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Conductive POM far exceeds standard for fuel delivery systems

01 August 2009

Bosch has been quick to realise the potential of BASF's new carbon nanotube containing polyoxymethylene (POM) for automotive fuel filtration and delivery systems where it actually exceeds the requirements of the current standard for specific resistance by no less than four orders of magnitude

BASF is believed to be among the first in the industry to introduce an engineering polymer containing carbon nanotubes for the automotive component market. Now available in commercial quantities throughout the world, the material - Ultraform N2320 C - is a polyoxymethylene (POM) that, with additives, acquires a high level of electrical conductivity without compromising its essential properties of toughness and dimensional stability.

Bosch is among the first of BASF's customers to find applications for the new material, which it is using in the production of fuel filter housings for the Audi A4 and A5 cars. For some time now, POM has been Bosch's material of choice for fuel pumps and fuel supply modules - materials such as non-reinforced Ultraform S2320 003 or glass fibre-reinforced Ultraform N2200 G43 being among the most popular.

For its filter unit, however, Bosch has to comply with the requirements of the Society of Automotive Engineers (SAE) standard J1645 (August 2006 version), which specifies electrically conductive materials for fuel related applications. This SAE standard recommends materials with a maximum specific volume resistance of one million ohm-cm, in order to eliminate any risk of electrostatic build-up and discharge under fuel flow conditions.

When measured according to ISO 3915 (four-point method), the conductive Ultraform N2320 C attains a value of just 30 ohm-cm, making it 30,000 times more conductive than necessary, and therefore easily meeting the requirements of SAE J1645.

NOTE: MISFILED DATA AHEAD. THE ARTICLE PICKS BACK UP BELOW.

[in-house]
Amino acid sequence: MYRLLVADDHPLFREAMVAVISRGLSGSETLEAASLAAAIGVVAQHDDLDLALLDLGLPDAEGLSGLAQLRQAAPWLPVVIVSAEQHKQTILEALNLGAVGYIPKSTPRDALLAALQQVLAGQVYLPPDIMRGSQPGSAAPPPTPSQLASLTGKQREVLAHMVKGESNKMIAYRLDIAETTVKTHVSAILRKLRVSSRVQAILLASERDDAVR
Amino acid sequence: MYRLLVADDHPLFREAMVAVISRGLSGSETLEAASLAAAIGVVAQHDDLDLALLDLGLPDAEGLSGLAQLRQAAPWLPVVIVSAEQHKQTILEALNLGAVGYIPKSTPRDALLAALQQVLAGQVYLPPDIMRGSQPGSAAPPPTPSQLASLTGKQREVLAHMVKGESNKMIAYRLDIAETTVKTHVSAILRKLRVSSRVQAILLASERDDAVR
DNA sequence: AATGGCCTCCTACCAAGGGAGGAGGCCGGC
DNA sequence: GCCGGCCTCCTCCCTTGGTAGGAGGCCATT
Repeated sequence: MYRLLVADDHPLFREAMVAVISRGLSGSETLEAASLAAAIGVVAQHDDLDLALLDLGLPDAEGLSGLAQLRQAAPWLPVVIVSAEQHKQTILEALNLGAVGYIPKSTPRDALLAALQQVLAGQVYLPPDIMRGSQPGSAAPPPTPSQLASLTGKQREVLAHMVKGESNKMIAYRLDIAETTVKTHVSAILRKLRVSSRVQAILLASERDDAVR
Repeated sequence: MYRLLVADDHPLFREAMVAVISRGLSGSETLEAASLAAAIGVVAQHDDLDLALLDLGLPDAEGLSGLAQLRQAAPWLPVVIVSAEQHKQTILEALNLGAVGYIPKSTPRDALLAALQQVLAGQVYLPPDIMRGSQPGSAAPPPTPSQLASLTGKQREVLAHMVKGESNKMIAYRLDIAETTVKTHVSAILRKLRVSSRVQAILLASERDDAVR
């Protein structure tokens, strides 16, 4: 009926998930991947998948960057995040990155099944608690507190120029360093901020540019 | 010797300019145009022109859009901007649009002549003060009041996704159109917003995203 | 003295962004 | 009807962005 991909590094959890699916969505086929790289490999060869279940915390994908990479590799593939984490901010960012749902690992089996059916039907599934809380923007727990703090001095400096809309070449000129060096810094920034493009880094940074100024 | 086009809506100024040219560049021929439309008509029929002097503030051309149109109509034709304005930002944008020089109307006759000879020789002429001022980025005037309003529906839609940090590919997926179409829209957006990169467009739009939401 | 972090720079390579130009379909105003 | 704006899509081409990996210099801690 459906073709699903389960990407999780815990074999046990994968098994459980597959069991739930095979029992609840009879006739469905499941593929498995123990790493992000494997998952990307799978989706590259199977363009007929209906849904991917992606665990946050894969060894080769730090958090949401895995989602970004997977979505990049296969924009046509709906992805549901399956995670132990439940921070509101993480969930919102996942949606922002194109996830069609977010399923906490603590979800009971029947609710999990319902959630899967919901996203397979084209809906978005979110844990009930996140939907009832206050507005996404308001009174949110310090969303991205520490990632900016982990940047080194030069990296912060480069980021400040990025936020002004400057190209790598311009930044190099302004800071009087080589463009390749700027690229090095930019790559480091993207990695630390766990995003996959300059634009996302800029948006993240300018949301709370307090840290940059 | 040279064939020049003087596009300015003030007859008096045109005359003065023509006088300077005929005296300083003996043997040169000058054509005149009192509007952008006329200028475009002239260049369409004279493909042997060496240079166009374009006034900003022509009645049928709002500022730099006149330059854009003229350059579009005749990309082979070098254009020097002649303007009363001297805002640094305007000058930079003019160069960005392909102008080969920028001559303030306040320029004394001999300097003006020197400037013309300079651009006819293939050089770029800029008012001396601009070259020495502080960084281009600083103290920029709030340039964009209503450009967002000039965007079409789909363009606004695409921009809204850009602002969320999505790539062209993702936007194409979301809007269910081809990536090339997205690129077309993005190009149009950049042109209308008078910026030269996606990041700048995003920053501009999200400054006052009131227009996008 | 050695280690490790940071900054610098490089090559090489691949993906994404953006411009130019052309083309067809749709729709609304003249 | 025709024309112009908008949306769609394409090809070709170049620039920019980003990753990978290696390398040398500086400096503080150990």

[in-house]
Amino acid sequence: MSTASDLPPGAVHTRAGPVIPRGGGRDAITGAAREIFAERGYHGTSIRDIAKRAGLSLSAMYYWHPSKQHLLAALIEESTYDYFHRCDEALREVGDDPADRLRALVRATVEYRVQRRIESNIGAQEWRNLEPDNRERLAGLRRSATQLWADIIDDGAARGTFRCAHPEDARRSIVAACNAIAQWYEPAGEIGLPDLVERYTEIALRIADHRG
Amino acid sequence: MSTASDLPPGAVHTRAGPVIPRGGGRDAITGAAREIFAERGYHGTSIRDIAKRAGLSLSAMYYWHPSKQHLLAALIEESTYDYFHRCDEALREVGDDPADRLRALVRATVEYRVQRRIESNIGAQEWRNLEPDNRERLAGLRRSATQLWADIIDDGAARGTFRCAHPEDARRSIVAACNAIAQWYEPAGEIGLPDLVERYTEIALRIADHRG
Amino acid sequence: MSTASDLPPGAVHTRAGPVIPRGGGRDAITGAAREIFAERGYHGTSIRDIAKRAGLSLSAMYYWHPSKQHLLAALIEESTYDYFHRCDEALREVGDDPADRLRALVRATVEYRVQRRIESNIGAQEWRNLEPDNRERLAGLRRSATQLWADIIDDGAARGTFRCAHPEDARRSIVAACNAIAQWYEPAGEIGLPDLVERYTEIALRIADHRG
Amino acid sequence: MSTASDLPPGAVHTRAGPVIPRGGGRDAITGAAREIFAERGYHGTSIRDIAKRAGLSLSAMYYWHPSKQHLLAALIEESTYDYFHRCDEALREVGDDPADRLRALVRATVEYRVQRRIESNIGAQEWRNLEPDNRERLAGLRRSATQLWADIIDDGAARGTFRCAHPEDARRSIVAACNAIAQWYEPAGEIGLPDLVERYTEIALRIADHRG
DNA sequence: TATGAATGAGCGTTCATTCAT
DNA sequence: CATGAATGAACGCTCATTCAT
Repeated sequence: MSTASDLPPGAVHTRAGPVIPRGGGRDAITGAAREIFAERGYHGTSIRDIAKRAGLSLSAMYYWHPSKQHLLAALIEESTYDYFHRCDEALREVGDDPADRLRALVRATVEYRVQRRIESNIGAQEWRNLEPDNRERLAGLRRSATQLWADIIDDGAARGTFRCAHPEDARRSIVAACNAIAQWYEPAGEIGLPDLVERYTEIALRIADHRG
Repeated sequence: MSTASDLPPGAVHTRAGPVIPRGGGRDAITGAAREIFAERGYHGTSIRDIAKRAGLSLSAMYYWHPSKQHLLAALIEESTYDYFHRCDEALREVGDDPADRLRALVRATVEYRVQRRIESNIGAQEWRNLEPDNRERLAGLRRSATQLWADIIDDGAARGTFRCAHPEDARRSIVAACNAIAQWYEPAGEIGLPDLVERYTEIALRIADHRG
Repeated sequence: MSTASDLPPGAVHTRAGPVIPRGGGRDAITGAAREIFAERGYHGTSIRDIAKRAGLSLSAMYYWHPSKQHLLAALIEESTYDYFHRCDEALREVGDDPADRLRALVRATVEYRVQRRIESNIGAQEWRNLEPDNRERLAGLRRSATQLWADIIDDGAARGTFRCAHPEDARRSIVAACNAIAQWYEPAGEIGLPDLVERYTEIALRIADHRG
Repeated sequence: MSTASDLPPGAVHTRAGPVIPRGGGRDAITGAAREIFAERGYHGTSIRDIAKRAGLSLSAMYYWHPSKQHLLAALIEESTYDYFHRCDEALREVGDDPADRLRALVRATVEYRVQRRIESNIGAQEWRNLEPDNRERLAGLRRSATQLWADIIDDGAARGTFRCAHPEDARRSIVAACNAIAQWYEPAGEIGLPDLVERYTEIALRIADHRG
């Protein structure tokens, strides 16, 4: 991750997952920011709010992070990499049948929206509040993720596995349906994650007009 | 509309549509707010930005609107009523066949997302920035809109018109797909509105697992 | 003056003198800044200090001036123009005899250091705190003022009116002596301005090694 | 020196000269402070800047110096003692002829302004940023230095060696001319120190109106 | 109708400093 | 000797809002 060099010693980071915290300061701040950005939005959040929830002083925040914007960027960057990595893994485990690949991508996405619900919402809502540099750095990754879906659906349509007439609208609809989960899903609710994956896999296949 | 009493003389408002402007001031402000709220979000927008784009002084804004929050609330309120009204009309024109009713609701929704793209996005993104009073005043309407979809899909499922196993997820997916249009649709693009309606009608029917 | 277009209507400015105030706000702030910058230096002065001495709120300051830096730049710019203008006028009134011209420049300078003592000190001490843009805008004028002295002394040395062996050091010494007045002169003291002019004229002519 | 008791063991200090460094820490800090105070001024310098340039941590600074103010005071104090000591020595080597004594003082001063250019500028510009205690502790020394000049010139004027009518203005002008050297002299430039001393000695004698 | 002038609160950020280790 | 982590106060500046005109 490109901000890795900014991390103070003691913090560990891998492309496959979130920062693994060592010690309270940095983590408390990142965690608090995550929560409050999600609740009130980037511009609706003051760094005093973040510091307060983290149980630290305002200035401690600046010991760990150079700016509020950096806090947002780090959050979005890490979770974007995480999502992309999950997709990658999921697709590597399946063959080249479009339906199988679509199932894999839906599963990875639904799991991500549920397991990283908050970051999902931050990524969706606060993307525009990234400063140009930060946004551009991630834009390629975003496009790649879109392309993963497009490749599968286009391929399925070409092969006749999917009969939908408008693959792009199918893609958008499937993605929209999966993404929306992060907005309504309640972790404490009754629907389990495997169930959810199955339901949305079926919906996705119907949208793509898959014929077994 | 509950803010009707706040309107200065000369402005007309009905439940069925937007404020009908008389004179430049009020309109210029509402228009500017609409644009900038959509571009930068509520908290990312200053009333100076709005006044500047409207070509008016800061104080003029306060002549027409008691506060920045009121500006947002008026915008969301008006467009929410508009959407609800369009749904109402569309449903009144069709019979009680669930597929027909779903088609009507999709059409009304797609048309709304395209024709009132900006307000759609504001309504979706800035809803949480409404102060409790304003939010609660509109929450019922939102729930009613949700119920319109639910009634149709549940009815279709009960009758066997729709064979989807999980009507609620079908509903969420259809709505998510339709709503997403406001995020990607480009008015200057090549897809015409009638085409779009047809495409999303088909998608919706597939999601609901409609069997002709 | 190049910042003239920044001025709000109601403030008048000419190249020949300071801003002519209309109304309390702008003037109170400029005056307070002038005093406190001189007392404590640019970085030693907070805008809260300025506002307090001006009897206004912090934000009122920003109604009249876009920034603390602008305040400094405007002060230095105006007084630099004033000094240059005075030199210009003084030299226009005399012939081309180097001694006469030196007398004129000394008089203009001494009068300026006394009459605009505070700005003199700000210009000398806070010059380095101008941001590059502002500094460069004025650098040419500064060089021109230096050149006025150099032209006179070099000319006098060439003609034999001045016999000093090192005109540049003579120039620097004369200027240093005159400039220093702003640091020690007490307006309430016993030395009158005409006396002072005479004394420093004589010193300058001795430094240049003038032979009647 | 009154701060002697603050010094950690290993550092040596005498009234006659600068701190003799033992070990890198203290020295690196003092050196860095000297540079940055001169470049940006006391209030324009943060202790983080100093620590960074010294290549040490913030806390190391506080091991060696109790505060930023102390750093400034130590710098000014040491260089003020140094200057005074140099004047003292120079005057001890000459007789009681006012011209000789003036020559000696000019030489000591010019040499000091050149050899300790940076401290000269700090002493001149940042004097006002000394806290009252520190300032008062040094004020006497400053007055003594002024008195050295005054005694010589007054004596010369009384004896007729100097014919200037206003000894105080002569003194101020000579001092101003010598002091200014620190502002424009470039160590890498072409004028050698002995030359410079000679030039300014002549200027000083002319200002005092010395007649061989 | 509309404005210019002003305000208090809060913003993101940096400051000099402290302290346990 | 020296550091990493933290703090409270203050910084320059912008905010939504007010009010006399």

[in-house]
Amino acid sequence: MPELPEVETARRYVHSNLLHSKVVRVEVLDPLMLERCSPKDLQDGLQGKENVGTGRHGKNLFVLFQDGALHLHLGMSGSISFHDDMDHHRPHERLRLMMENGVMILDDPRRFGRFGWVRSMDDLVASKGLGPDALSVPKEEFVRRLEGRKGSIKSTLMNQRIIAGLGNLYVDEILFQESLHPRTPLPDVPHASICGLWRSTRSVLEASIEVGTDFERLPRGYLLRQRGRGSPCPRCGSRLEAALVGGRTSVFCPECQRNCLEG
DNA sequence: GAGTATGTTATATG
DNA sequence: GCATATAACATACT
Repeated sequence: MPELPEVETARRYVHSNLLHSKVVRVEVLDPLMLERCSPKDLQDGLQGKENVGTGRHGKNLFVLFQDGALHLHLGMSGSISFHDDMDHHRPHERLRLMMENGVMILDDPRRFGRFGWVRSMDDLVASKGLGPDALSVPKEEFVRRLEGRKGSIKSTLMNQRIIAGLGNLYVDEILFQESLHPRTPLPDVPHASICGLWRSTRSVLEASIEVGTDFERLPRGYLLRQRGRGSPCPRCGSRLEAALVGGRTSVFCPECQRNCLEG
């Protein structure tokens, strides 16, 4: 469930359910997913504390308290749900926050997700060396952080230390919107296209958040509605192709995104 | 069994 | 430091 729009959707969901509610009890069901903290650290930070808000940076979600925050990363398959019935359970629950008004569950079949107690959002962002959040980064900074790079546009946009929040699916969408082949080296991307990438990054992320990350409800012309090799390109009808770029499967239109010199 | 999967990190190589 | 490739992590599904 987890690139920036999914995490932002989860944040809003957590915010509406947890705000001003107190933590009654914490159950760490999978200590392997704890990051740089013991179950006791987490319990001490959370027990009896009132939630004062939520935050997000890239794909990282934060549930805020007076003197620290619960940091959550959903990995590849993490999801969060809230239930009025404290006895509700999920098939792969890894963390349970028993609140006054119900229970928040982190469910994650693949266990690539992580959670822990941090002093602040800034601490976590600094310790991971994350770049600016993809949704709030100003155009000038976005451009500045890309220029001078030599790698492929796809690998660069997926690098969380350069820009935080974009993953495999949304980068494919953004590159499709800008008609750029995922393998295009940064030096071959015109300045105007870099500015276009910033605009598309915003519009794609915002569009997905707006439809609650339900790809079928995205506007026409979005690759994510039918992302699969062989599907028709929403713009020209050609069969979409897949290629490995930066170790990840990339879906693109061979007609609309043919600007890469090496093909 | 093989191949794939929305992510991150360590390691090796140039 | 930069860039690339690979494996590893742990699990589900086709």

Thanks to the type of additives and the way they have been incorporated, the new Ultraform is able to retain its POM-typical properties such as toughness, dimensional stability and elastic resilience. Moreover, when this material comes into contact with fuels, it is stronger and more creep-resistant than conventional POM, as well as being less costly than other conductive plastics.

As well as its excellent ESD properties, Ultraform N2320 C is also abrasion resistant, so easily lends itself to clean room manufacturing processes, which demand dust-free conditions as well as the elimination of any possibility of electrostatic discharges. According to BASF, the material is suitable for injection moulding and is easily joined using laser-welding techniques. The carbon nanotubes are securely contained within the plastic matrix, allowing the material to be handled safely throughout its life.

Ultraform N2320 C was optimised for the fuel filter housing application in a collaborative effort with Bosch. Various tools from BASF's laboratory played a role in the component design, including welding and burst-pressure experiments as well as creep-resistance tests. The fuel filter housing is now currently in production at Budweis in the Czech Republic.


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